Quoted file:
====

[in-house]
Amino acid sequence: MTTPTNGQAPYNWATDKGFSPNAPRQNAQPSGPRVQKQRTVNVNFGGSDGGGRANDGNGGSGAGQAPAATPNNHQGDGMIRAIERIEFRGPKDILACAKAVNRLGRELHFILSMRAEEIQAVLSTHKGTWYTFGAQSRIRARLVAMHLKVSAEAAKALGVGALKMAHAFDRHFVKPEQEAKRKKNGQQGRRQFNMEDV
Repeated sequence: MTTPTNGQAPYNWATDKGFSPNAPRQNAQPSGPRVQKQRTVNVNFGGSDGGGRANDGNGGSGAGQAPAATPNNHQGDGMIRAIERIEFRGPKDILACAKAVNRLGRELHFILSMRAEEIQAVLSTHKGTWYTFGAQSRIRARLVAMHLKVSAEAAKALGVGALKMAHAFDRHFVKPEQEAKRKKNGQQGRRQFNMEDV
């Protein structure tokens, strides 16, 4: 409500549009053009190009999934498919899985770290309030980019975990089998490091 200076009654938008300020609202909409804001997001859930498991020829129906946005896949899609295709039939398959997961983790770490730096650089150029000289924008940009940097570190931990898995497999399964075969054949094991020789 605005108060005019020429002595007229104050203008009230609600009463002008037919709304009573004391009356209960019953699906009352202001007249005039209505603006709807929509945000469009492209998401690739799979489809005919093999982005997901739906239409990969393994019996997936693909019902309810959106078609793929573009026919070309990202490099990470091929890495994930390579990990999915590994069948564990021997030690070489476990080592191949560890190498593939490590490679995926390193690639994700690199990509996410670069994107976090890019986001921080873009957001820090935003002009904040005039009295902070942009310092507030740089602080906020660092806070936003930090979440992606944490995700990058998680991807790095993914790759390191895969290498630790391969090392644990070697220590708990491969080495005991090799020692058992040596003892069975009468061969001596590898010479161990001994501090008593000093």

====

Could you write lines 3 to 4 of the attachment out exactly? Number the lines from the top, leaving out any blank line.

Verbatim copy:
Repeated sequence: MTTPTNGQAPYNWATDKGFSPNAPRQNAQPSGPRVQKQRTVNVNFGGSDGGGRANDGNGGSGAGQAPAATPNNHQGDGMIRAIERIEFRGPKDILACAKAVNRLGRELHFILSMRAEEIQAVLSTHKGTWYTFGAQSRIRARLVAMHLKVSAEAAKALGVGALKMAHAFDRHFVKPEQEAKRKKNGQQGRRQFNMEDV
């Protein structure tokens, strides 16, 4: 409500549009053009190009999934498919899985770290309030980019975990089998490091 200076009654938008300020609202909409804001997001859930498991020829129906946005896949899609295709039939398959997961983790770490730096650089150029000289924008940009940097570190931990898995497999399964075969054949094991020789 605005108060005019020429002595007229104050203008009230609600009463002008037919709304009573004391009356209960019953699906009352202001007249005039209505603006709807929509945000469009492209998401690739799979489809005919093999982005997901739906239409990969393994019996997936693909019902309810959106078609793929573009026919070309990202490099990470091929890495994930390579990990999915590994069948564990021997030690070489476990080592191949560890190498593939490590490679995926390193690639994700690199990509996410670069994107976090890019986001921080873009957001820090935003002009904040005039009295902070942009310092507030740089602080906020660092806070936003930090979440992606944490995700990058998680991807790095993914790759390191895969290498630790391969090392644990070697220590708990491969080495005991090799020692058992040596003892069975009468061969001596590898010479161990001994501090008593000093």